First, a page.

Spegg, Yumi, and the boy stood, hands joined, at the foot of my bed.
Spegg was smiling like an asshole.
“I thought you’d never wake up, Wayney-Wayne!” Spegg said, dangling a clear plastic bag over my bed. It was filled with thousands of little black things that buzzed and shrieked when he shook it. “We had to yank these little bastards out of you one by one by one. It was a real mess!”
The boy nodded in agreement and pointed at the bag. “Thems things were eatin’ you aaall up,” said the boy. “I was a powerful scared. A powerful scared!”
I frowned at him.
Yumi laid a comforting hand on the boy’s shoulder, then tapped the handle of her sword, which she had strapped to her left hip. “Ain’t nothin’ but a thang.”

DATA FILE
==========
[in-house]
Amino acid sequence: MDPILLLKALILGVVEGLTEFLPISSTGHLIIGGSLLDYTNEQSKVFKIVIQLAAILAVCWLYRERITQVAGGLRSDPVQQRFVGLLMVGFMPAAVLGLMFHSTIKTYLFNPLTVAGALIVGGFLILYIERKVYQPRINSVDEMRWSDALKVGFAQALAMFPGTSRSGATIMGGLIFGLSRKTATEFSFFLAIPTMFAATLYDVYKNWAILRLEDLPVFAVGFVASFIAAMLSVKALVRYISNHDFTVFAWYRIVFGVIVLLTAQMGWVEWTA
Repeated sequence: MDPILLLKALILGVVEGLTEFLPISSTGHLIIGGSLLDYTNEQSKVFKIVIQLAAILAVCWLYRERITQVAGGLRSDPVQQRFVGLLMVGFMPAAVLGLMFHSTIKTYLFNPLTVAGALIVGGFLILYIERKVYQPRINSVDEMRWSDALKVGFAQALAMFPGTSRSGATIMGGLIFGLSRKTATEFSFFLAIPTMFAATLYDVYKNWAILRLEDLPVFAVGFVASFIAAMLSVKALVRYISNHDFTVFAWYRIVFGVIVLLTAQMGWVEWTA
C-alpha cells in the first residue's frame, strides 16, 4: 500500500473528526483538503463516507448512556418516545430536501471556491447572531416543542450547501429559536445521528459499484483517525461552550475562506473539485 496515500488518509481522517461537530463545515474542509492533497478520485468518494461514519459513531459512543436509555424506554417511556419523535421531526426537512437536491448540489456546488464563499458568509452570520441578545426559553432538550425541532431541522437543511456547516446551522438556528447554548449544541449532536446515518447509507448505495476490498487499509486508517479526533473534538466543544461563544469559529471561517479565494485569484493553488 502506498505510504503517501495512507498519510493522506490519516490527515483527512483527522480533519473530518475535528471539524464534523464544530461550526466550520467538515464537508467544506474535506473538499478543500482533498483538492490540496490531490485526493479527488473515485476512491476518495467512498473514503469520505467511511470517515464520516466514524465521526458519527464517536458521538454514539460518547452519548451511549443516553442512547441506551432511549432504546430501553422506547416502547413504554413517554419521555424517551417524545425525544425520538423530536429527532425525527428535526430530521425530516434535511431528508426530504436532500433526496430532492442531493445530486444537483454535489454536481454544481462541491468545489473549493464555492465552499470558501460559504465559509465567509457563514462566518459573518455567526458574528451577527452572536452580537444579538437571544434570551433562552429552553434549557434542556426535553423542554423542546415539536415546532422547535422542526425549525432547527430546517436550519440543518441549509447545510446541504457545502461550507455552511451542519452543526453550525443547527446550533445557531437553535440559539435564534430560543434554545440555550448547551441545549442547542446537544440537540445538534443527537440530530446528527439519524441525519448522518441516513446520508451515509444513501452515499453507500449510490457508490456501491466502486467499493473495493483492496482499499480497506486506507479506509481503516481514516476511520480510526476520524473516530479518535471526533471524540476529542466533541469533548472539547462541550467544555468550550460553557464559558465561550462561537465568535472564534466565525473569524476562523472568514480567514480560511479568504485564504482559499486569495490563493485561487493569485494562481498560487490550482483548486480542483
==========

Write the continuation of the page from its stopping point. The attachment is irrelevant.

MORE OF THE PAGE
“We brought you some Fla·Vor·Ice,” Spegg said excitedly. “Do you like Fla·Vor·Ice in bed, Wayney?”
The boy nodded his head even faster. “Yeah he does! I knows he does!”
I narrowed my eyes at Spegg. “No. No, Spegg. I don’t like Fla·Vor·Ice in bed. I don’t like Fla·Vor·Ice out of bed.”
“How about in a chair!?” The boy howled.
“No. I don’t like Fla·Vor·Ice in a chair. I don’t like Fla·Vor·Ice anywhere.”
“Woo. This sounds like fun,” Spegg said, licking his lips.
Yumi suddenly drew her sword and pointed the blade at my face. The boy yelped. “Sounds like someone’s a little ingrateful,” Yumi growled.
I took a breath. “Ungrateful.”
“What?” Yumi said.
“Ungrateful. You said ingrateful. Ingrateful is not a word. It’s ungrateful. Ungrateful.”
“Ungrateful,” she repeated.